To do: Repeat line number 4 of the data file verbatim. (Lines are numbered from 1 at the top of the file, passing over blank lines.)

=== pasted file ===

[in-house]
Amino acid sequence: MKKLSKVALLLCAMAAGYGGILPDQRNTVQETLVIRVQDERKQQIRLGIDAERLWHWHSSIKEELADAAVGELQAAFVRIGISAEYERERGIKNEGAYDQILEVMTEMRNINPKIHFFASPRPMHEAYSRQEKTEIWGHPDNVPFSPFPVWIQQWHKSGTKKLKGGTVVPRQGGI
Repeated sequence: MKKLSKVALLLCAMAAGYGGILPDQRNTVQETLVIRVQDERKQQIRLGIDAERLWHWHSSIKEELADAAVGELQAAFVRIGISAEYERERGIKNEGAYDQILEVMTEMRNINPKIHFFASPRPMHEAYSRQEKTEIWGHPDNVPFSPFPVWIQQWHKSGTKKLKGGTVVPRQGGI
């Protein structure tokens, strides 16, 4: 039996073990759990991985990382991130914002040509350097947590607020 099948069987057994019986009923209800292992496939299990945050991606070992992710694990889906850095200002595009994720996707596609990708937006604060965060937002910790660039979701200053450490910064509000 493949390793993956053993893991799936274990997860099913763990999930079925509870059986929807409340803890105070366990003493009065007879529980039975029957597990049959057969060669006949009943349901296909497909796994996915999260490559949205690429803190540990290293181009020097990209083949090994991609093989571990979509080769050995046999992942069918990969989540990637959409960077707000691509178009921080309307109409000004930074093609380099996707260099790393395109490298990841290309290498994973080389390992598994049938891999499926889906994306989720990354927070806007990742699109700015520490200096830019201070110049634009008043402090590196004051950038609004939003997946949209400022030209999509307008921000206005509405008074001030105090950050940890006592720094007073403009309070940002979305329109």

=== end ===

């Protein structure tokens, strides 16, 4: 039996073990759990991985990382991130914002040509350097947590607020 099948069987057994019986009923209800292992496939299990945050991606070992992710694990889906850095200002595009994720996707596609990708937006604060965060937002910790660039979701200053450490910064509000 493949390793993956053993893991799936274990997860099913763990999930079925509870059986929807409340803890105070366990003493009065007879529980039975029957597990049959057969060669006949009943349901296909497909796994996915999260490559949205690429803190540990290293181009020097990209083949090994991609093989571990979509080769050995046999992942069918990969989540990637959409960077707000691509178009921080309307109409000004930074093609380099996707260099790393395109490298990841290309290498994973080389390992598994049938891999499926889906994306989720990354927070806007990742699109700015520490200096830019201070110049634009008043402090590196004051950038609004939003997946949209400022030209999509307008921000206005509405008074001030105090950050940890006592720094007073403009309070940002979305329109």